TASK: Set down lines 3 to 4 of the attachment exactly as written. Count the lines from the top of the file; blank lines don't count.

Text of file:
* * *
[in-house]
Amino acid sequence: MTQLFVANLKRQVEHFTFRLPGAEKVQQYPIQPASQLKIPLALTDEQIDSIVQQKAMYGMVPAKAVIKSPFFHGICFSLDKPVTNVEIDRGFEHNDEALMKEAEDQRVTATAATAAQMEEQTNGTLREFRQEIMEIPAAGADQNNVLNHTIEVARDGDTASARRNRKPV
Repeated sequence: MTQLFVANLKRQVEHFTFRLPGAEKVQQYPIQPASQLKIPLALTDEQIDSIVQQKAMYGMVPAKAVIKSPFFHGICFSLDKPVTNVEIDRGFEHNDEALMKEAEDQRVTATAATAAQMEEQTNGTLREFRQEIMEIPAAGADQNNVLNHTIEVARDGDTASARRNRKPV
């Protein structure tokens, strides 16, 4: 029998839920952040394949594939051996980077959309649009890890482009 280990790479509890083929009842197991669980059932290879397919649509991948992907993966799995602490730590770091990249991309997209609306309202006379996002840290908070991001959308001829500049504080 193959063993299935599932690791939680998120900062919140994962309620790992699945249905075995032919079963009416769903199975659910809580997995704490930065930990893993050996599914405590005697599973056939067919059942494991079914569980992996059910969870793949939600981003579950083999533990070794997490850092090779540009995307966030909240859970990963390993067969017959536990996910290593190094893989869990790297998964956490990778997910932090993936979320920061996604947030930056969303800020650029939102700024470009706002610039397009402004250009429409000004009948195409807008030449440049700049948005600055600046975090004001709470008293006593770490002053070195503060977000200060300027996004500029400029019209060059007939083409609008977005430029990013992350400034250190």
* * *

Repeated sequence: MTQLFVANLKRQVEHFTFRLPGAEKVQQYPIQPASQLKIPLALTDEQIDSIVQQKAMYGMVPAKAVIKSPFFHGICFSLDKPVTNVEIDRGFEHNDEALMKEAEDQRVTATAATAAQMEEQTNGTLREFRQEIMEIPAAGADQNNVLNHTIEVARDGDTASARRNRKPV
């Protein structure tokens, strides 16, 4: 029998839920952040394949594939051996980077959309649009890890482009 280990790479509890083929009842197991669980059932290879397919649509991948992907993966799995602490730590770091990249991309997209609306309202006379996002840290908070991001959308001829500049504080 193959063993299935599932690791939680998120900062919140994962309620790992699945249905075995032919079963009416769903199975659910809580997995704490930065930990893993050996599914405590005697599973056939067919059942494991079914569980992996059910969870793949939600981003579950083999533990070794997490850092090779540009995307966030909240859970990963390993067969017959536990996910290593190094893989869990790297998964956490990778997910932090993936979320920061996604947030930056969303800020650029939102700024470009706002610039397009402004250009429409000004009948195409807008030449440049700049948005600055600046975090004001709470008293006593770490002053070195503060977000200060300027996004500029400029019209060059007939083409609008977005430029990013992350400034250190």